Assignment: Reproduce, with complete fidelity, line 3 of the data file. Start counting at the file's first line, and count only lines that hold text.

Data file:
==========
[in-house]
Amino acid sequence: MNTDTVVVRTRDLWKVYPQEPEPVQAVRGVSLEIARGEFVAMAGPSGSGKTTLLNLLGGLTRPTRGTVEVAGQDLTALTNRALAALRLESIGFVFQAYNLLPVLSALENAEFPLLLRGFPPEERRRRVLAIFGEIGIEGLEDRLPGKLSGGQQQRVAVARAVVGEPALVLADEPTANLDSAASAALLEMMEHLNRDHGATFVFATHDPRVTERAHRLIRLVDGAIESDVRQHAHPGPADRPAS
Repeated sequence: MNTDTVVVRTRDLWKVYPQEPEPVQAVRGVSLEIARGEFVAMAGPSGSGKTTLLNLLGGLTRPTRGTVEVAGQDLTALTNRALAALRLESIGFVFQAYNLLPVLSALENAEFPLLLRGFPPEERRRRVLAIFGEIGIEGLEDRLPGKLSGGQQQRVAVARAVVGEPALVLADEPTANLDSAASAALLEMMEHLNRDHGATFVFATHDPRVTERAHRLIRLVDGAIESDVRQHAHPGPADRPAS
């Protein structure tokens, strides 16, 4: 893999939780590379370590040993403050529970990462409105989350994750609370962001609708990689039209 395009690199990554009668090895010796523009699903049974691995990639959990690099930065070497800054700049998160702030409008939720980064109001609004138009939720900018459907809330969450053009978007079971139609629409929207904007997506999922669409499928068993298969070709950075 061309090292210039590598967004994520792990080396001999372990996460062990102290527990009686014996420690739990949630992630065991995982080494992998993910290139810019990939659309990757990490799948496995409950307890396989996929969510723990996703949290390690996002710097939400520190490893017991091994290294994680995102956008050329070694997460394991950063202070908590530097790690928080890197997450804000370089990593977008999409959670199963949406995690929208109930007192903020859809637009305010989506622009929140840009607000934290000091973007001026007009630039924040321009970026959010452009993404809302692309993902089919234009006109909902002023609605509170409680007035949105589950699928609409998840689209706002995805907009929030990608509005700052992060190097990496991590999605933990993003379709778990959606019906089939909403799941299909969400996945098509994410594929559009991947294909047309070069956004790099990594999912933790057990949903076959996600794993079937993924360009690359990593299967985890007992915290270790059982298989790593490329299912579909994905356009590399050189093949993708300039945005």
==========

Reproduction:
Repeated sequence: MNTDTVVVRTRDLWKVYPQEPEPVQAVRGVSLEIARGEFVAMAGPSGSGKTTLLNLLGGLTRPTRGTVEVAGQDLTALTNRALAALRLESIGFVFQAYNLLPVLSALENAEFPLLLRGFPPEERRRRVLAIFGEIGIEGLEDRLPGKLSGGQQQRVAVARAVVGEPALVLADEPTANLDSAASAALLEMMEHLNRDHGATFVFATHDPRVTERAHRLIRLVDGAIESDVRQHAHPGPADRPAS